wo new films this weekend were good examples of missed opportunities by filmmakers following up critically acclaimed pictures.
I admit to having reservations about Rodrigo Cortes’s debut, “Buried,” in which Ryan Reynolds found himself buried alive in the Middle East. But the film was mostly well reviewed by critics.
His latest, “Red Lights,” has primarily been panned and while it eventually falls apart under scrutiny, I found sections of it more intriguing than his debut.
In the film, Cillian Murphy and Sigourney Weaver play psychologists who disprove paranormal phenomena, but who find themselves in a dilemma when a blind, renowned psychic (Robert De Niro) whose sleights of hand are particularly difficult to figure out resurfaces after a 30-year-hiatus.
First and foremost, the performances in the film are all solid, especially Weaver, who portrays a cynic with a troubled personal life that makes her want to be a believer.
The film is a thriller and there are a number of creepy sequences, especially one in which Murphy seeks out De Niro in an old building with décor straight out of “Twin Peaks.”
There is a plot twist at the end of the film that would have likely felt more at home in an M. Night Shyamalan film. And while the concept of this twist could be viewed as clever, it simply does not hold up. These types of endings are supposed to force moviegoers to go back and view the entirety of the film with different eyes and, in this case, the evidence just isn’t there.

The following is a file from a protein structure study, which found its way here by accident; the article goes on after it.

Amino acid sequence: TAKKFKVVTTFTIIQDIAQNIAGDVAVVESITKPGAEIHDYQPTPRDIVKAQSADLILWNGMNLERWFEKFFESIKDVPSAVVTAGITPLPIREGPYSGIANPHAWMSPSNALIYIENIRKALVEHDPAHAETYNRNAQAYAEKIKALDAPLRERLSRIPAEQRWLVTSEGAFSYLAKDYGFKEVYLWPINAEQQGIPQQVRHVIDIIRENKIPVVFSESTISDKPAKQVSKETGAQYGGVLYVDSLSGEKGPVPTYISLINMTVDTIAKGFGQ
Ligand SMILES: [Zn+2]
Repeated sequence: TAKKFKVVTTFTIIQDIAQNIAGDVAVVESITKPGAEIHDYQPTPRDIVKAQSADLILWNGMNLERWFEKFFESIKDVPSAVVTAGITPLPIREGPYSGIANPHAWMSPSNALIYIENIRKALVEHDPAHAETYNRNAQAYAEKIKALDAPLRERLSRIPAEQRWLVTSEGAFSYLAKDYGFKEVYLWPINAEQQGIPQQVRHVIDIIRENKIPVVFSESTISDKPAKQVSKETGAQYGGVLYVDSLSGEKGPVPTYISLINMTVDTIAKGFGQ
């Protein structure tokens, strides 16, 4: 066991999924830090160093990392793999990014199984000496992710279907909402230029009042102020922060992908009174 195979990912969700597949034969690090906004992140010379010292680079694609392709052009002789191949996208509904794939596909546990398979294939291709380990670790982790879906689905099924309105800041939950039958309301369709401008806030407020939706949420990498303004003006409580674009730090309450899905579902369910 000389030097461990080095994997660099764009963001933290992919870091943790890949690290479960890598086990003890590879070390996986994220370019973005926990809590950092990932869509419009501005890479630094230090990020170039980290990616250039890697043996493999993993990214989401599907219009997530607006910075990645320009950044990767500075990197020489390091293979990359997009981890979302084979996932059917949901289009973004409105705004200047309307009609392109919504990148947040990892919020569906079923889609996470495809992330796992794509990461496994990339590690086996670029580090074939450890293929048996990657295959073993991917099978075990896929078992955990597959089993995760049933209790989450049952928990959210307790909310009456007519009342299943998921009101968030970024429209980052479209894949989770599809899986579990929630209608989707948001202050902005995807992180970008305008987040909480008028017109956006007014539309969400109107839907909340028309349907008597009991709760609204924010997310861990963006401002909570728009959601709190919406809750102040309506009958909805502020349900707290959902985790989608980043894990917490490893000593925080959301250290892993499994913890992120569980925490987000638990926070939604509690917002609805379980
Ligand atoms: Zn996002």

“Red Lights” is a film that held my attention, but was ultimately unsatisfying.
I can’t use the expression “sophomore slump” for “Alps,” the latest picture by Greece’s Giorgos Lanthimos as the movie happens to be his third feature.
But it was his second film, “Dogtooth,” that brought him critical acclaim. The only thing more shocking than the film itself, which chronicled the decline of an isolationist family crippled by some severe dysfunction, was the fact that it earned an Oscar nomination for Best Foreign Film.
I found “Dogtooth” to be a disturbing and perverse, but frequently hilarious and fascinating, experience.
So, “Alps,” which is equally as weird but not as compelling, is a bit of a letdown. It’s certainly not a bad film, just not as original as its predecessor.
For many viewers, much of the film will be spent in confusion. It’s difficult to discern the exact nature of the service carried out by its group of protagonists, several of whom work at a hospital.
But we come to find out that the group, which consists of two older men and two younger women, learns the personality traits and hobbies of the dying and then spends a couple of weeks pretending to be them after they have died in order to allow the families time to adjust to their loss.
One of the women gets in too deep and has trouble letting go herself once a family no longer needs her services.
The picture’s visuals are stark and its script is elusive. This style worked well for “Dogtooth” due to its outlandish content, but slightly drains Lanthimos’s latest of its energy.
Despite his latest being a slight disappointment, the director is a genuine talent with a vivid imagination and I look forward to his next film.